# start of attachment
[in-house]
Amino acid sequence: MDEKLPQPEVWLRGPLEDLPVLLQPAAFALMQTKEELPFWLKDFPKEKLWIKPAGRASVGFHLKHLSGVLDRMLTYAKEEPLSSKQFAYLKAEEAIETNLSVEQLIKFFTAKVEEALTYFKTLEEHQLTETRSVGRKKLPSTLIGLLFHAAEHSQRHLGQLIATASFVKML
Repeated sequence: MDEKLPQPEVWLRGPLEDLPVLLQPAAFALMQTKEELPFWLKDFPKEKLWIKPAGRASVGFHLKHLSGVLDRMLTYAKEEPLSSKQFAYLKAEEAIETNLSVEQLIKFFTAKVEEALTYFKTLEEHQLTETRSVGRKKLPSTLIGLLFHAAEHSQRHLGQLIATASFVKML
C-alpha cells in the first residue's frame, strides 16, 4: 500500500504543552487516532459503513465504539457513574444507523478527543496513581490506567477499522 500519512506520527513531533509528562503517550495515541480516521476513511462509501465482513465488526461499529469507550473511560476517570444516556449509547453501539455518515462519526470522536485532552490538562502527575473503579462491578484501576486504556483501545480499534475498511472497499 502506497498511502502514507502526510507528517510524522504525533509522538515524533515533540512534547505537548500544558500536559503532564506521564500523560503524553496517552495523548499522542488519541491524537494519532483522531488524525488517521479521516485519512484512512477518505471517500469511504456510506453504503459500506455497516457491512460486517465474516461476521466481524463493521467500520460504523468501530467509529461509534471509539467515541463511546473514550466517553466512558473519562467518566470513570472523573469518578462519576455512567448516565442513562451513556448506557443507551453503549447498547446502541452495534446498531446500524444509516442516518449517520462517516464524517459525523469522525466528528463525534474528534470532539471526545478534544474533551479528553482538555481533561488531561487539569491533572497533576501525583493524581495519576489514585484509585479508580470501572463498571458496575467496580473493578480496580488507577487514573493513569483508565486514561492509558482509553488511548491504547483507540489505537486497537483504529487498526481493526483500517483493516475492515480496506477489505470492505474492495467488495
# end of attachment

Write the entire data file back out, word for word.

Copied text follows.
[in-house]
Amino acid sequence: MDEKLPQPEVWLRGPLEDLPVLLQPAAFALMQTKEELPFWLKDFPKEKLWIKPAGRASVGFHLKHLSGVLDRMLTYAKEEPLSSKQFAYLKAEEAIETNLSVEQLIKFFTAKVEEALTYFKTLEEHQLTETRSVGRKKLPSTLIGLLFHAAEHSQRHLGQLIATASFVKML
Repeated sequence: MDEKLPQPEVWLRGPLEDLPVLLQPAAFALMQTKEELPFWLKDFPKEKLWIKPAGRASVGFHLKHLSGVLDRMLTYAKEEPLSSKQFAYLKAEEAIETNLSVEQLIKFFTAKVEEALTYFKTLEEHQLTETRSVGRKKLPSTLIGLLFHAAEHSQRHLGQLIATASFVKML
C-alpha cells in the first residue's frame, strides 16, 4: 500500500504543552487516532459503513465504539457513574444507523478527543496513581490506567477499522 500519512506520527513531533509528562503517550495515541480516521476513511462509501465482513465488526461499529469507550473511560476517570444516556449509547453501539455518515462519526470522536485532552490538562502527575473503579462491578484501576486504556483501545480499534475498511472497499 502506497498511502502514507502526510507528517510524522504525533509522538515524533515533540512534547505537548500544558500536559503532564506521564500523560503524553496517552495523548499522542488519541491524537494519532483522531488524525488517521479521516485519512484512512477518505471517500469511504456510506453504503459500506455497516457491512460486517465474516461476521466481524463493521467500520460504523468501530467509529461509534471509539467515541463511546473514550466517553466512558473519562467518566470513570472523573469518578462519576455512567448516565442513562451513556448506557443507551453503549447498547446502541452495534446498531446500524444509516442516518449517520462517516464524517459525523469522525466528528463525534474528534470532539471526545478534544474533551479528553482538555481533561488531561487539569491533572497533576501525583493524581495519576489514585484509585479508580470501572463498571458496575467496580473493578480496580488507577487514573493513569483508565486514561492509558482509553488511548491504547483507540489505537486497537483504529487498526481493526483500517483493516475492515480496506477489505470492505474492495467488495